UMEM Educational Pearls

Category: Toxicology

Title: "Sudden Sniffing Death"

Keywords: Halogenated hydrocarbons, cardiac sensitization (PubMed Search)

Posted: 9/4/2014 by Kishan Kapadia, DO (Updated: 4/22/2024)
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Dysrhythmia-induced sudden death, termed "sudden sniffing death syndrome," is well described phenomena due to inhalant (chlorinated and aromatic hydrocarbon) abuse. 

Common inhalants include:

Chlorinated hydrocarbons: Degreasers, spot removers, dry-cleaning agents

Fluorocarbons: Freon gas, deodarants

Toluene: Paint thinners, spray paint, airplane glue

Butane: Lighter fluid, fuel

Acetone: Nail polish remover

The common theory behind the syndrome is cardiac sensitization that increases susceptibility of the heart to systemic catecholamines (epinephrine, norepinephrine, etc).  Usually, it occurs after an episode of exertion in that any excess catecholamine exposure causes irritability of the myocardium, resulting in dysrhythmias (V. fib, V. tach) and cardiac arrest.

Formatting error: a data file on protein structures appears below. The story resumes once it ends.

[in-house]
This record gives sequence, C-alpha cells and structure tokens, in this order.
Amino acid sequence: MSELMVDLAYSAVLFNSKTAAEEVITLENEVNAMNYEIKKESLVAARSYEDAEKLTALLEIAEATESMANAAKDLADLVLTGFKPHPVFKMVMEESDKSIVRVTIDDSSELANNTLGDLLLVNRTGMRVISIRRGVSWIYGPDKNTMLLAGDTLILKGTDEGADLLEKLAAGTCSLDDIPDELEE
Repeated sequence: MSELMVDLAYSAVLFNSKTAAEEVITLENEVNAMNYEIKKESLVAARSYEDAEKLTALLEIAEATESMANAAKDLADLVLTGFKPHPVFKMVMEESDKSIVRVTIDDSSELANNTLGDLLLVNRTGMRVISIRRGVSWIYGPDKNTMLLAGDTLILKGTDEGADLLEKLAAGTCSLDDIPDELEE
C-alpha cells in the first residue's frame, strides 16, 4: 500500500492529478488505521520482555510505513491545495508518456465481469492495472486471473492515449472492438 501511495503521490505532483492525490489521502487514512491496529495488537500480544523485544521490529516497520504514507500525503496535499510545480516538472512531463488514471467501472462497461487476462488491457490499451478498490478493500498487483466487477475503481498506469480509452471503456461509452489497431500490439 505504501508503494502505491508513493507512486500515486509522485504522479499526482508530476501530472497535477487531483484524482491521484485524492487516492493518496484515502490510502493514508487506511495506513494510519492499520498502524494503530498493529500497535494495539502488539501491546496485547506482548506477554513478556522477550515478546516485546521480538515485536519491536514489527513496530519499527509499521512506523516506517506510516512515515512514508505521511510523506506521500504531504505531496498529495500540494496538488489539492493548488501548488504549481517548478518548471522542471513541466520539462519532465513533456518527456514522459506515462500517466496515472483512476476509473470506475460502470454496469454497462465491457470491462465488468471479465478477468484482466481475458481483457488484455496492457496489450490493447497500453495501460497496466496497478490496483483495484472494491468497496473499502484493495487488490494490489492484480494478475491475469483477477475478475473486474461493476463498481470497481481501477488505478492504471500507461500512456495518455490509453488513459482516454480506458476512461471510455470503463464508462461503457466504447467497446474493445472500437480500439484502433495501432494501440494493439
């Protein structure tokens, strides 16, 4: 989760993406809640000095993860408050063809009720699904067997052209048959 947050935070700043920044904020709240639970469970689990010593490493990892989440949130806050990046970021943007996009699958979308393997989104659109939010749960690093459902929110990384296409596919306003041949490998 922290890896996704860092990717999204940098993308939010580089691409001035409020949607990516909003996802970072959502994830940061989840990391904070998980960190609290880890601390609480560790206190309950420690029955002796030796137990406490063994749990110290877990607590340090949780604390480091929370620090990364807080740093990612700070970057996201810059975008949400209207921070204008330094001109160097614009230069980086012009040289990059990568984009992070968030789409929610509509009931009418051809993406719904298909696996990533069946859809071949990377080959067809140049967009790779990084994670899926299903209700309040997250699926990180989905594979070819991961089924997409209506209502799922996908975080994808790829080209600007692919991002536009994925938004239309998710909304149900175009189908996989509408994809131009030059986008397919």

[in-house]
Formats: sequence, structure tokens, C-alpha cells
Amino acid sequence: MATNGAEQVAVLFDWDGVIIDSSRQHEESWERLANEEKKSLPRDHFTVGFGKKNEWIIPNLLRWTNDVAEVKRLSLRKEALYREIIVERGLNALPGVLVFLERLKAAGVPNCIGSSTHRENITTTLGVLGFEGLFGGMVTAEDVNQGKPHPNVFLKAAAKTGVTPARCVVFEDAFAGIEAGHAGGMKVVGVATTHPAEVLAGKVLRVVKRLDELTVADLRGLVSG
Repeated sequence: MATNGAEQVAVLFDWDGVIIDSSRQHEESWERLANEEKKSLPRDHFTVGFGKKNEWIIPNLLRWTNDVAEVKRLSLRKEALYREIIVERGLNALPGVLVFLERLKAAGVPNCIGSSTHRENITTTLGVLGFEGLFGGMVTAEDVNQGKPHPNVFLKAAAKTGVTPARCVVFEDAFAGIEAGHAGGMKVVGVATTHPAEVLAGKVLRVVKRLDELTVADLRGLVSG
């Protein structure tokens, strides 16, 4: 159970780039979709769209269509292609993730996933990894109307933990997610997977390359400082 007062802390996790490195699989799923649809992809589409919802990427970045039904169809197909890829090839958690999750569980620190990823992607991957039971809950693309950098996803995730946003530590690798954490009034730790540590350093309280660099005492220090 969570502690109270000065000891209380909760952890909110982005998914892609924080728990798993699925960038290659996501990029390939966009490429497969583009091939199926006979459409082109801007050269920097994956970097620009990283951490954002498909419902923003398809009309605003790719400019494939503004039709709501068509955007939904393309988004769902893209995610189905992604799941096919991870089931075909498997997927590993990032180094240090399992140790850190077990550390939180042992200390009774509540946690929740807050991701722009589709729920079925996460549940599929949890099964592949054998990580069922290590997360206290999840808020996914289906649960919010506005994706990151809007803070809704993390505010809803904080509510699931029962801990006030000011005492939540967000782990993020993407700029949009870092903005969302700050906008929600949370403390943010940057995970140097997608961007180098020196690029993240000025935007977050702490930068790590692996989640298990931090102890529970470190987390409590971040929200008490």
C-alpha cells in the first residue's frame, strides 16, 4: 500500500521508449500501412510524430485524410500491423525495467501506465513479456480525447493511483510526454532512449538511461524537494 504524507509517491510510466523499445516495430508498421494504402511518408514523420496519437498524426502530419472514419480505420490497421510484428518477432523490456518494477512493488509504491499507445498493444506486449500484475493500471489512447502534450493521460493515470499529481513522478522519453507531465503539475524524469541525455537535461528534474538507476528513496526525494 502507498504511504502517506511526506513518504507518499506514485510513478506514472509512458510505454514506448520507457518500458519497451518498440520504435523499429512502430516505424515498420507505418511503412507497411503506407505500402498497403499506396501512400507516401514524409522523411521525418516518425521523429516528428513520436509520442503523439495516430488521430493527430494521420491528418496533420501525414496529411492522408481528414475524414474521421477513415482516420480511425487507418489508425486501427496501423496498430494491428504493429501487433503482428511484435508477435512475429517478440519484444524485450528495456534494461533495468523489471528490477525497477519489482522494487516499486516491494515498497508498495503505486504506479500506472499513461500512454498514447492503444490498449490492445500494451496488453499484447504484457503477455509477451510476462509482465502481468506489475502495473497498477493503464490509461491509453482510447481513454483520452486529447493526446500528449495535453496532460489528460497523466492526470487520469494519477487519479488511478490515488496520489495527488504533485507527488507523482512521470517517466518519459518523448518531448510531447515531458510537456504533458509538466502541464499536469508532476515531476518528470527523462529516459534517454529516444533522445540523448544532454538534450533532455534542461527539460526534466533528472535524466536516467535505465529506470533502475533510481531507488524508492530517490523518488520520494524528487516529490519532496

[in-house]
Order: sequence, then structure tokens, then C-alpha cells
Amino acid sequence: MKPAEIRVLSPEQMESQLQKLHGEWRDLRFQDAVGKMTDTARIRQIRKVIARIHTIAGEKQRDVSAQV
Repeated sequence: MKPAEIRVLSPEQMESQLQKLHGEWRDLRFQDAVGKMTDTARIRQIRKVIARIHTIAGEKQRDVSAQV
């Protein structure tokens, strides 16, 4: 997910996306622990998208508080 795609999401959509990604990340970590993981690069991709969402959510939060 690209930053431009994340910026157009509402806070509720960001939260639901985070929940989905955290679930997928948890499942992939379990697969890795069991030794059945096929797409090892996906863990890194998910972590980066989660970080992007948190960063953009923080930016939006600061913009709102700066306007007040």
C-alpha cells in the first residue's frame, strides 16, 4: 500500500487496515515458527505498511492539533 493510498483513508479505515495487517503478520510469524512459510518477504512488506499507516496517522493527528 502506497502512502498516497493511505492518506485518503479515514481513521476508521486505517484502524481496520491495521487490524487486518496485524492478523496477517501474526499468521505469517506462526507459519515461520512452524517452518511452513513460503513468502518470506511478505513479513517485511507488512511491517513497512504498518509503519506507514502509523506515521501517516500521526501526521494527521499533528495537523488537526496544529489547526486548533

If acute dysrhythmias is due to myocardial sensitization, sympathomimectis should be avoided.  Beta-adrenergic antagonist can be used for the catecholamine-sensitized heart.